Range Object

Range Examples | Cells | Declare a Range Object | Select | Rows | Columns | Copy/Paste | Clear | Count

The Range object, which is the representation of a cell (or cells) on your worksheet, is the most important object of Excel VBA. This chapter gives an overview of the properties and methods of the Range object. Properties are something which an object has (they describe the object), while methods do something (they perform an action with an object).

Range Examples

Place a command button on your worksheet and add the following code line:

Range(“B3”).Value = 2

Result when you click the command button on the sheet:

Code:

Range(“A1:A4”).Value = 5

Result:

Code:

Range(“A1:A2,B3:C4”).Value = 10

Result:

Note: to refer to a named range in your Excel VBA code, use a code line like this:

Range(“Prices”).Value = 15

Cells

Instead of Range, you can also use Cells. Using Cells is particularly useful when you want to loop through ranges.

Code:

Cells(3, 2).Value = 2

Result:

Explanation: Excel VBA enters the value 2 into the cell at the intersection of row 3 and column 2.

Code:

Range(Cells(1, 1), Cells(4, 1)).Value = 5

Result:

Declare a Range Object

You can declare a Range object by using the keywords Dim and Set.

Code:

Dim example As Range
Set example = Range(“A1:C4”)
example.Value = 8

Result:

Select

An important method of the Range object is the Select method. The Select method simply selects a range.

Code:

Dim example As Range
Set example = Range(“A1:C4”)
example.Select

Result:

Note: to select cells on a different worksheet, you have to activate this sheet first. For example, the following code lines select cell B7 on the third worksheet from the left.

Worksheets(3).Activate
Worksheets(3).Range(“B7”).Select

Rows

The Rows property gives access to a specific row of a range.

Code:

Dim example As Range
Set example = Range(“A1:C4”)
example.Rows(3).Select

Result:

Note: border for illustration only.

Columns

The Columns property gives access to a specific column of a range.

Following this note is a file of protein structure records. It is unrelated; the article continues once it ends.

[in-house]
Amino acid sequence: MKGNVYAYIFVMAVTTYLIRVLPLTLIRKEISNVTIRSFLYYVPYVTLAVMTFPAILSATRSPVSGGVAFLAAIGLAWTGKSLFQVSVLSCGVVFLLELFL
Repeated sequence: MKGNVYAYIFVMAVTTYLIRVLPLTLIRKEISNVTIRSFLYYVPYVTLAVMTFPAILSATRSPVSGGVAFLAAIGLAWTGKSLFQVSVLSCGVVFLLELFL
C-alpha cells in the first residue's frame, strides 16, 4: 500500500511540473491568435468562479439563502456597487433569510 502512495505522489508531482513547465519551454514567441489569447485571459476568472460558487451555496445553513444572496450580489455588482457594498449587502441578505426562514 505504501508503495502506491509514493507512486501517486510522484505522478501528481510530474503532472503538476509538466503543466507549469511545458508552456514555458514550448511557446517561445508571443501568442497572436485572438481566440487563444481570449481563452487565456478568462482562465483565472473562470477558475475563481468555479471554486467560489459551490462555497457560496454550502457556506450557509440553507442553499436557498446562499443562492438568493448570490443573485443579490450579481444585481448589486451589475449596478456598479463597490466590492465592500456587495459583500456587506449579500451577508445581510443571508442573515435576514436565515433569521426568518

Code:

Dim example As Range
Set example = Range(“A1:C4”)
example.Columns(2).Select

Result:

Note: border for illustration only.

Copy/Paste

The Copy and Paste method are used to copy a range and to paste it somewhere else on the worksheet.

Code:

Range(“A1:A2”).Select
Selection.Copy
Range(“C3”).Select
ActiveSheet.Paste

Result:

Although this is allowed in Excel VBA, it is much better to use the code line below which does exactly the same.

Range(“C3:C4”).Value = Range(“A1:A2”).Value

Clear

To clear the content of an Excel range, you can use the ClearContents method.

Range(“A1”).ClearContents

or simply use:

Range(“A1”).Value = “”

Note: use the Clear method to clear the content and format of a range. Use the ClearFormats method to clear the format only.

Count

With the Count property, you can count the number of cells, rows and columns of a range.

Note: border for illustration only.

Code:

Dim example As Range
Set example = Range(“A1:C4”)
MsgBox example.Count

Result:

Code:

Dim example As Range
Set example = Range(“A1:C4”)
MsgBox example.Rows.Count

Result:

Note: in a similar way, you can count the number of columns of a range.

Learn more about Range below;
  1. CurrentRegion
  2. Dynamic Range
  3. Resize
  4. Entire Rows and Columns
  5. Offset
  6. From Active Cell to Last Entry
  7. Union and Intersect
  8. Test a Selection
  9. Possible Football Matches
  10. Font
  11. Background Colors
  12. Areas Collection
  13. Compare Ranges

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